How it works: A while ago, some people were receiving recruitment e-mails or social media posts with the Qatar Petroleum name and logo on them. The false recruitment advertisements were offering fake employment opportunities to recipients of these e-mails after providing personal information and/or advance payments for recruitment. It’s important to note in this case that Qatar Petroleum, its affiliates and its accredited recruitment agencies do not charge prospective employees any kind of recruitment fees during any stage of the recruitment process and their e-mail addresses would have @qp.com.qa at the end.
What to do: If you receive a recruitment e-mail from a prominent company, make sure you check the e-mail address it came from. The e-email may not be from an authentic company. Real companies usually use their name or initials at the end just like @qp.com.qa and do not charge money as part of the recruitment process at any stage.
How it works: Another Qatar based company whose name was used by a fake recruitment agency in India to scam people into giving their money in the name of recruitment fees was Al Sraiya Group. The fake agency was charging people money for job offers that did not exist. The company became aware of this scam when some people called the company to inquire about the job offers and lodged a formal complaint with the Indian Embassy in Doha to deal with the fake agency.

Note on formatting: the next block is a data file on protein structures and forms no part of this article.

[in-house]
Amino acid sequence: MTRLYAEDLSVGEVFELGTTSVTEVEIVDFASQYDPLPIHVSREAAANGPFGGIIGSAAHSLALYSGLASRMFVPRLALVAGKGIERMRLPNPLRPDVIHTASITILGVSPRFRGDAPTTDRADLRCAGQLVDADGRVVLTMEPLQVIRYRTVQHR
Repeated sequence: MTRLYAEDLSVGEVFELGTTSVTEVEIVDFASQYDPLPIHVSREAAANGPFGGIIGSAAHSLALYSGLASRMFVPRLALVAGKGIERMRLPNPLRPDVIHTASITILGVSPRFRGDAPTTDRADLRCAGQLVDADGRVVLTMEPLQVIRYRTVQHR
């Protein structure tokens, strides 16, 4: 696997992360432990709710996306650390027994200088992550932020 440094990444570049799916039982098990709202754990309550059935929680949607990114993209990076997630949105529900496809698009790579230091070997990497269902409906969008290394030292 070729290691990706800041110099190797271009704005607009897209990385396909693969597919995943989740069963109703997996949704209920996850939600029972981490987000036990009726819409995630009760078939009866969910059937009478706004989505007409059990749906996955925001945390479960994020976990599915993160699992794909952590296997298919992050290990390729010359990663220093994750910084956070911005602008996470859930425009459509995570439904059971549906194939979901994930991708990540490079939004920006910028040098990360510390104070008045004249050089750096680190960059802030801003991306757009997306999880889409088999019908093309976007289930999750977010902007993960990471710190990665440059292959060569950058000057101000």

What to do: If you do get an e-mail from a company, do thorough research and call the company to get a better idea if they actually did send out any job opportunity through an e-mail. In fact, the best course of action would be to delete such e-mails as soon as they are received and report them to the company whose name they are using so some action can be taken against them.
How it works: A number of residents have fallen prey to online frauds in Qatar. Most of these crimes are committed by ‘middle men’ who approach people on social networking sites, offering to settle fines for them. These ‘middle men’ pay the fine with forged or stolen credit cards and the inform the person who had the fine that the payment has been successful. The ‘beneficiaries’ can then verify the fine payment by checking the relevant websites and pay the ‘middle men’. However, at the time of the collection, the system rejects the payment because it was made by a forged or stolen credit card and the fine is not paid.